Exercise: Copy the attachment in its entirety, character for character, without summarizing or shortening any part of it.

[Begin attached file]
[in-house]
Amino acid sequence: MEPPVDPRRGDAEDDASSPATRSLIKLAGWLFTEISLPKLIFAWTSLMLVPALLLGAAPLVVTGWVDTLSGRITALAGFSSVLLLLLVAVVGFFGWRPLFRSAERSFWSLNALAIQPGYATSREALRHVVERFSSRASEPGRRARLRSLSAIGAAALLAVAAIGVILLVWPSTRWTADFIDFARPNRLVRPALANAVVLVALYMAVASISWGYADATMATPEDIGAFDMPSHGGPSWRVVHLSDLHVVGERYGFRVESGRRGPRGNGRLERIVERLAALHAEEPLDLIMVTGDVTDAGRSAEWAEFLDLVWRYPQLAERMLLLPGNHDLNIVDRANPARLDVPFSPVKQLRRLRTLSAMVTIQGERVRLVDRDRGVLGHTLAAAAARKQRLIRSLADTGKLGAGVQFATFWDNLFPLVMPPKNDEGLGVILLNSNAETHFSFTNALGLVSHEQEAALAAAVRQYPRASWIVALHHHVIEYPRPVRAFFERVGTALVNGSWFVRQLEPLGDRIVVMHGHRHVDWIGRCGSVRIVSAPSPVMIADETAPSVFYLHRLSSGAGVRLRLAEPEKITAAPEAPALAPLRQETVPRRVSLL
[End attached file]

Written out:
[in-house]
Amino acid sequence: MEPPVDPRRGDAEDDASSPATRSLIKLAGWLFTEISLPKLIFAWTSLMLVPALLLGAAPLVVTGWVDTLSGRITALAGFSSVLLLLLVAVVGFFGWRPLFRSAERSFWSLNALAIQPGYATSREALRHVVERFSSRASEPGRRARLRSLSAIGAAALLAVAAIGVILLVWPSTRWTADFIDFARPNRLVRPALANAVVLVALYMAVASISWGYADATMATPEDIGAFDMPSHGGPSWRVVHLSDLHVVGERYGFRVESGRRGPRGNGRLERIVERLAALHAEEPLDLIMVTGDVTDAGRSAEWAEFLDLVWRYPQLAERMLLLPGNHDLNIVDRANPARLDVPFSPVKQLRRLRTLSAMVTIQGERVRLVDRDRGVLGHTLAAAAARKQRLIRSLADTGKLGAGVQFATFWDNLFPLVMPPKNDEGLGVILLNSNAETHFSFTNALGLVSHEQEAALAAAVRQYPRASWIVALHHHVIEYPRPVRAFFERVGTALVNGSWFVRQLEPLGDRIVVMHGHRHVDWIGRCGSVRIVSAPSPVMIADETAPSVFYLHRLSSGAGVRLRLAEPEKITAAPEAPALAPLRQETVPRRVSLL